1949 until today

After the war, Peter Harlan set up a musical instrument collection in the castle, and he was able to transfer his personal collection from his original home in Saxony to the castle. Harlan continuously expanded the collection and resumed instrument making. In addition to building recorders , in the renaissance of which he played a significant part, he mainly developed instruments that were easy to build himself, such as a newly developed form of the fiddle, and devoted himself to setting up a music meeting place to promote amateur music. After Peter Harlan's death, the work was continued by his sons Till and Klaus and ultimately led to the “Sounding Museum” set up in the castle today. There are currently instrumental courses and instrument making courses under the direction of Walter Waidosch.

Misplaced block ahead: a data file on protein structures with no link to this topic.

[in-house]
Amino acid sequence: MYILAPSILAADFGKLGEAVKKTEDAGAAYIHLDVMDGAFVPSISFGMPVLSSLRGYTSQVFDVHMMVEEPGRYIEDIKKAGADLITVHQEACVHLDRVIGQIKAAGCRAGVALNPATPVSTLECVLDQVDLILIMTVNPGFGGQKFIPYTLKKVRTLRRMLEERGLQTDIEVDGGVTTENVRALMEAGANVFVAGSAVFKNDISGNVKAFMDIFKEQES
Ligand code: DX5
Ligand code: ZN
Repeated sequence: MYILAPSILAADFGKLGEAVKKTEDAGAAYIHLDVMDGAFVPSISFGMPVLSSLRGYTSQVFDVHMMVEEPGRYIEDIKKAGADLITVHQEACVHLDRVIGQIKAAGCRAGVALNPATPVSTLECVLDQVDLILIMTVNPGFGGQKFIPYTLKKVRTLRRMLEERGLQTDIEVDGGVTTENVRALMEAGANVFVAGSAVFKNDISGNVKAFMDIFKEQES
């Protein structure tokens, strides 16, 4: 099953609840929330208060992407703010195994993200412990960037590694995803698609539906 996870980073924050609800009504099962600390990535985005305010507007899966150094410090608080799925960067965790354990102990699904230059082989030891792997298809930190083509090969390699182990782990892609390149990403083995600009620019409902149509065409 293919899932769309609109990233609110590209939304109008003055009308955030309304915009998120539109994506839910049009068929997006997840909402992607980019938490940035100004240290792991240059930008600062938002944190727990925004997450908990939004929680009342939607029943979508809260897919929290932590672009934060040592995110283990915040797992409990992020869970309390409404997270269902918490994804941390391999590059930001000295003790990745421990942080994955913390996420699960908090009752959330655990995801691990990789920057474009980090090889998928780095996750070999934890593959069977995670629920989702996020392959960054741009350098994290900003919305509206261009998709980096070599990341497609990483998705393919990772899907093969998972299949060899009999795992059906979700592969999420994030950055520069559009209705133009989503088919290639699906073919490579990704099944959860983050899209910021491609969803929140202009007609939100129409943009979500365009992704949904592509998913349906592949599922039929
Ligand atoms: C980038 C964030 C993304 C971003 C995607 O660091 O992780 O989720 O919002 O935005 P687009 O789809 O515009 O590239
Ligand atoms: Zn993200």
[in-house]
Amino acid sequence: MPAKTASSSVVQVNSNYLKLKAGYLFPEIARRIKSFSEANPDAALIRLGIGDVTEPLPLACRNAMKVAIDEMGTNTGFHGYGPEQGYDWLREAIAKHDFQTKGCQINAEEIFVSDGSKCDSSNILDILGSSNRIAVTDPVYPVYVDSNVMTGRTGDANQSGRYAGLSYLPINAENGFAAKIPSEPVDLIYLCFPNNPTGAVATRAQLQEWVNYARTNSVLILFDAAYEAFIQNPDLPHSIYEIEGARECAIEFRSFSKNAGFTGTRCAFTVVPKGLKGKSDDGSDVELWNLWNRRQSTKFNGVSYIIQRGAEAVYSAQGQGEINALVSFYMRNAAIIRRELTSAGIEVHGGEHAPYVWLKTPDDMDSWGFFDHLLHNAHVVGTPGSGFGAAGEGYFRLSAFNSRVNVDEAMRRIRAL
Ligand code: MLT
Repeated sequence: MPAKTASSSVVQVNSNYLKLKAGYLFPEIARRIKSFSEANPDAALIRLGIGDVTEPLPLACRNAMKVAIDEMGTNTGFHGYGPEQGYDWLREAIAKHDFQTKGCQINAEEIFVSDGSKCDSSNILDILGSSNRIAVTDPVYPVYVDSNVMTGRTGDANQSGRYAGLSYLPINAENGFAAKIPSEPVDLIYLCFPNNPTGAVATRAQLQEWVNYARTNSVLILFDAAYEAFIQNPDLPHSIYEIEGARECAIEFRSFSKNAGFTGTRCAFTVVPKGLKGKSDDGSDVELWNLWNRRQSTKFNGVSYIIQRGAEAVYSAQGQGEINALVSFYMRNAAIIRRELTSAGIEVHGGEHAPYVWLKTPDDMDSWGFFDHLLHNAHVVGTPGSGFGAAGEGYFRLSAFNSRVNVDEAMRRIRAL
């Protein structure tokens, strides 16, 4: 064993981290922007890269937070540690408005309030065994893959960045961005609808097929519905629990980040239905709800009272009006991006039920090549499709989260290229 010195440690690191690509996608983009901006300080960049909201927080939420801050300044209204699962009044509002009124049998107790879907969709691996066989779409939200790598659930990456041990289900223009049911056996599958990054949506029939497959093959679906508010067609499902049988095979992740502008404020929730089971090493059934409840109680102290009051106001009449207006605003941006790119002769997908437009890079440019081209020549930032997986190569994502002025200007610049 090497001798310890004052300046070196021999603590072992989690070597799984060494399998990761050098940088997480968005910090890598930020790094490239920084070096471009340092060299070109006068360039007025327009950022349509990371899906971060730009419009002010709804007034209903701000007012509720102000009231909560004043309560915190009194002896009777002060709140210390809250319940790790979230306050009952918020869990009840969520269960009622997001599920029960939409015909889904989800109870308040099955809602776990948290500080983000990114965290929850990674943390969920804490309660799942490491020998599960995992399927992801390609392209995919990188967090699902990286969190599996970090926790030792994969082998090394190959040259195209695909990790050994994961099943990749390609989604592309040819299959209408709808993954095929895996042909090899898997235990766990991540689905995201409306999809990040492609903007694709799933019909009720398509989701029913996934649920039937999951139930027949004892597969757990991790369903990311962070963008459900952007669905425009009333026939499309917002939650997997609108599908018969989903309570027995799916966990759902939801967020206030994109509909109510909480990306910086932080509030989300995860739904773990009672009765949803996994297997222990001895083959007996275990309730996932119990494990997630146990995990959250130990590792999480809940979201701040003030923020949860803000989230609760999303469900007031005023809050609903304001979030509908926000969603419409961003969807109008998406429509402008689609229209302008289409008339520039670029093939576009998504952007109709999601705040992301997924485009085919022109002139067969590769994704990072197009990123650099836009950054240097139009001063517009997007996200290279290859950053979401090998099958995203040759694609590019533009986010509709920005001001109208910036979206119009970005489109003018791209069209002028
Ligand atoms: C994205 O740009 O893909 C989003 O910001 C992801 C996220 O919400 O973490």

In 1949, the newly founded Landesverband Lippe became the owner of Sternberg Castle. On the initiative of the first head of the association, Heinrich Drake, the then Lemgo district set up a district youth home with the involvement of the entire lower castle, which was completed in 1952 and initially had a capacity of 40 beds. Due to the great demand, 120 beds were added and expanded by 1962, including a swimming pool. This facility existed until the Detmold and Lemgo districts were merged in 1974 to form what is now the Lippe district and was affiliated with the German Youth Hostel Association . In the period that followed, no further expansion or renovation work was carried out, the lower castle and the Rendantenhaus were used by the Lippe district as social housing and as a temporary residence until 1998.